Weak market conditions were the primary driver of the low utilization rate. For the first quarter we generated the net loss of $14 million or negative $0.31 per share. The income tax rate was around 39% for the quarter, and we expect our tax rate to be about 37% for the year. The effective tax rate was higher than the U.S. federal statutory rate of 35% primarily due to the U.S. state and local taxes, and certain discreet tax items. Capital expenditures for the quarter were about $9 million, with more than 80% of the spend going to growth projects. We estimate full year 2016 capital spending will be $45 million.

We generated $12 million of free cash flow during the quarter primarily due to the reimbursement from our VEBA trust for post-employment benefits, where were paid from operating cash flow in 2015. Total debt decreased by $15 million in the quarter, to $185 million. And our net debt to capital ratio was 17.1%. We amended our credit agreement in the quarter. The amendment made several changes to the agreement, including eliminating the one-time $100 million liquidity requirement, and provides more flexibility with respect to the amount and form of additional financing.

The revised agreement provides for a $265 million asset-based revolving credit facility which was reduced from $300 million to align with our borrowing base. At the end of the quarter we had about $55 million of liquidity between the revolver and cash. We will continue to evaluate it for future needs related to additional financing.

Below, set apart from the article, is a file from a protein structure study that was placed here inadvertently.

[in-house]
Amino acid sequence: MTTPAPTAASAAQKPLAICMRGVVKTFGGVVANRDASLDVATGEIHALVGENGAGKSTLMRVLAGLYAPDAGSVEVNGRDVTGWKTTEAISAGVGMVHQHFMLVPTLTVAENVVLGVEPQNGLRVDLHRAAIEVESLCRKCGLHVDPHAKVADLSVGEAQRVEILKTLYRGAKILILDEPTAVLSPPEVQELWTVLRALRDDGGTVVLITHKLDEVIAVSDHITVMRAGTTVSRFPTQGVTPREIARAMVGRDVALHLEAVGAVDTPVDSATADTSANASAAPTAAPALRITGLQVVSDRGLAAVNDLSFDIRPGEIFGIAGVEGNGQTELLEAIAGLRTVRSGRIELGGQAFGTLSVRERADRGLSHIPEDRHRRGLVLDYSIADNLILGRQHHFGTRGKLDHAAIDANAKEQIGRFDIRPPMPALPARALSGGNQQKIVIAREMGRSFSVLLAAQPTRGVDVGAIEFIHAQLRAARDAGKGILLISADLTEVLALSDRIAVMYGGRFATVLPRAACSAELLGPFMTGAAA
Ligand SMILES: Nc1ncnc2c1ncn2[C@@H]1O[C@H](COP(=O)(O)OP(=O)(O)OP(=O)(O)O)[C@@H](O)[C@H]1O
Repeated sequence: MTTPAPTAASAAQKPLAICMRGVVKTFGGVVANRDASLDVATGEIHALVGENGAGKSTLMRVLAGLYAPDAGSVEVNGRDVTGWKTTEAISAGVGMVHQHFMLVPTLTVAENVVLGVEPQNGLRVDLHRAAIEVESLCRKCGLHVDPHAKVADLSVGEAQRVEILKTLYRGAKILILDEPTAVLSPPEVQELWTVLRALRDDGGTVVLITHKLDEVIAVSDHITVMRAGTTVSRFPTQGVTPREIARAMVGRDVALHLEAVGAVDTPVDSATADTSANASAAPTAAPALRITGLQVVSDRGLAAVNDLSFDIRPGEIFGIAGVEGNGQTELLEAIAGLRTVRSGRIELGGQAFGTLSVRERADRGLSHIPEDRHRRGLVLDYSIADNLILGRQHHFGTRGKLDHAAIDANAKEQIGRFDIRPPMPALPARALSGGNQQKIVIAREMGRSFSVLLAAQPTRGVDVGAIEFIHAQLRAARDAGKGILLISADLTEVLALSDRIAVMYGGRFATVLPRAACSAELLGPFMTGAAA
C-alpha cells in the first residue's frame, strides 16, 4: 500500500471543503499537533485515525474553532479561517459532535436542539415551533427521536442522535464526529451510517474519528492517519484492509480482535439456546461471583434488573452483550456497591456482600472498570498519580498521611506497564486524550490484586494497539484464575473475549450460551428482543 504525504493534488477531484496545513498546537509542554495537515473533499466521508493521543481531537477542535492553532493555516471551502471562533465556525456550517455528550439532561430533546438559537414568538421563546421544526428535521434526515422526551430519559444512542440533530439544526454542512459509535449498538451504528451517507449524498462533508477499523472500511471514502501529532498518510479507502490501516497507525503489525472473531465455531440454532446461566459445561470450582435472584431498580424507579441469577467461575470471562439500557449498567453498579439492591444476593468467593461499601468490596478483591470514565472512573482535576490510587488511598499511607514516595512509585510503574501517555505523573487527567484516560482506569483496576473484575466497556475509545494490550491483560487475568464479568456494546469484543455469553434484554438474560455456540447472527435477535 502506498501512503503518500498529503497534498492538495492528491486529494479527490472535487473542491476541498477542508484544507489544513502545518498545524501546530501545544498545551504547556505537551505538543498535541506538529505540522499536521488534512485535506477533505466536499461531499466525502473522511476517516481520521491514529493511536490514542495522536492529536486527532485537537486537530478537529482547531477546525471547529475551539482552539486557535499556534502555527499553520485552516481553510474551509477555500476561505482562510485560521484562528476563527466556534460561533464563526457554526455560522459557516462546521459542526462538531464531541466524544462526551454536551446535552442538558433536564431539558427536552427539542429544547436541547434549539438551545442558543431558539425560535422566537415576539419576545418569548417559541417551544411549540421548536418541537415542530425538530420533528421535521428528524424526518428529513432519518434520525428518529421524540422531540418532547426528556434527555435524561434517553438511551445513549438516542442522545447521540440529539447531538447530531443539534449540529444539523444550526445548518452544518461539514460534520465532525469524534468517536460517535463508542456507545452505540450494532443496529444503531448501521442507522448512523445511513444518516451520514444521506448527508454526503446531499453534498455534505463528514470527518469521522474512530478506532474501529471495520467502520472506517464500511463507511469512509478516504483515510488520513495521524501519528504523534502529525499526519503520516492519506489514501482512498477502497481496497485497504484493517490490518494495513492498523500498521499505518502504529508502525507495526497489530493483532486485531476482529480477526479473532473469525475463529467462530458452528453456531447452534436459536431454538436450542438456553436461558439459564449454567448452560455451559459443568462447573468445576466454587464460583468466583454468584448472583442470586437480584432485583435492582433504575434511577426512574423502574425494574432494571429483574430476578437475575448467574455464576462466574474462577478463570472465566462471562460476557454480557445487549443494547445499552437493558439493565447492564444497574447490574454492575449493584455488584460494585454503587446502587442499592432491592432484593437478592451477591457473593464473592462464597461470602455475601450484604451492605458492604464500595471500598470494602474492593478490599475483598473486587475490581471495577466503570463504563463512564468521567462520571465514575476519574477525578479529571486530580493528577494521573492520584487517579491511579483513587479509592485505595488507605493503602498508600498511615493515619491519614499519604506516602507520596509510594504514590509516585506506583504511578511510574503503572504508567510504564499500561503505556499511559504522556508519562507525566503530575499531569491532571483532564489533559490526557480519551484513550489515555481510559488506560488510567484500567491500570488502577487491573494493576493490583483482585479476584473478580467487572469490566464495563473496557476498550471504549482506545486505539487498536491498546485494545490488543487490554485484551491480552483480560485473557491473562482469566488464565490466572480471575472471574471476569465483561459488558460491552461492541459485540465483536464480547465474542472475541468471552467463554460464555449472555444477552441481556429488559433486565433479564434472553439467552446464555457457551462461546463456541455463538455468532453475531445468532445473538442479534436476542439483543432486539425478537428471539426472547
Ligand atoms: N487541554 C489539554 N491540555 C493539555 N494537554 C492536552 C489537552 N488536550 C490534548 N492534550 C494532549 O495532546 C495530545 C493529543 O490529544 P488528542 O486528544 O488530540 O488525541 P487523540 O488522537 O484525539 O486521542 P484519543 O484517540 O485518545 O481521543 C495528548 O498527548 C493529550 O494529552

Turning to the outlook for the second quarter of 2016, we expect shipments to be similar to the first quarter. We anticipate automotive demand will remain strong, industrial markets will continue to improve, and oil and gas end markets to remain weak. We project raw material spread to be favorable sequentially, and that our melt utilization will be slightly under 50%. Finally, EBITDA is expected to be between a loss of $5 million and income of $5 million.

This ends our prepared statements. And we will now take your questions.

Question-and-Answer Session

Operator

[Operator Instructions] And your first question comes from Novid Rassouli with Cowen and Company. Your line is now open.

Novid Rassouli

Good morning, Tim, Chris, and Tina. Thanks for taking my question. Just wanted to see, regarding the tapering of de-stocking in the industrial supply chain, so are your customers re-stocking at all or simply buying hand-to-mouth? I'm just curious how I guess the thought process has changed from the buyers' side, and how much of an uptick we could see from the distribution channel in the coming months and quarters.

Tim Timken

Let me comment on what we've seen so far, and then I probably won't speculate as to what we're going to see forward, but we have seen inventory in the distribution channel beginning to balance. We've seen some nice spot orders coming in here and there, people filling shelves, that kind of thing. I don't think it's a pronounced improvement in the demand signal, but I think so far, at least the distributors that we deal with have done a nice job of managing their inventory through the last, call it 12 months or so. [Technical difficulty] It's positive improvement. It feels good. We're holding our breath right now to see whether it continues along at that pace.

Novid Rassouli

Okay. And then on the import side that you mentioned, Tim, so it sounds like it's still an issue now. I'm just wondering, what products and from what countries [indiscernible] are you seeing unbeaten imports [ph] kind of still flowing into the U.S.?

Tim Timken

Well, in the broader steel industry you're seeing a little bit of everything. In our products we continue to see tubing coming in, mostly out of Romania. We've seen bar product coming out of China, Korea, a little bit out of Western Europe. We're the strongest market in the world right now, and so people are taking advantage of the currency to come in pretty aggressively into the marketplace. So we're keeping a pretty close eye on it, collecting all the data that we need to collect. And we'll take action if appropriate at the right time.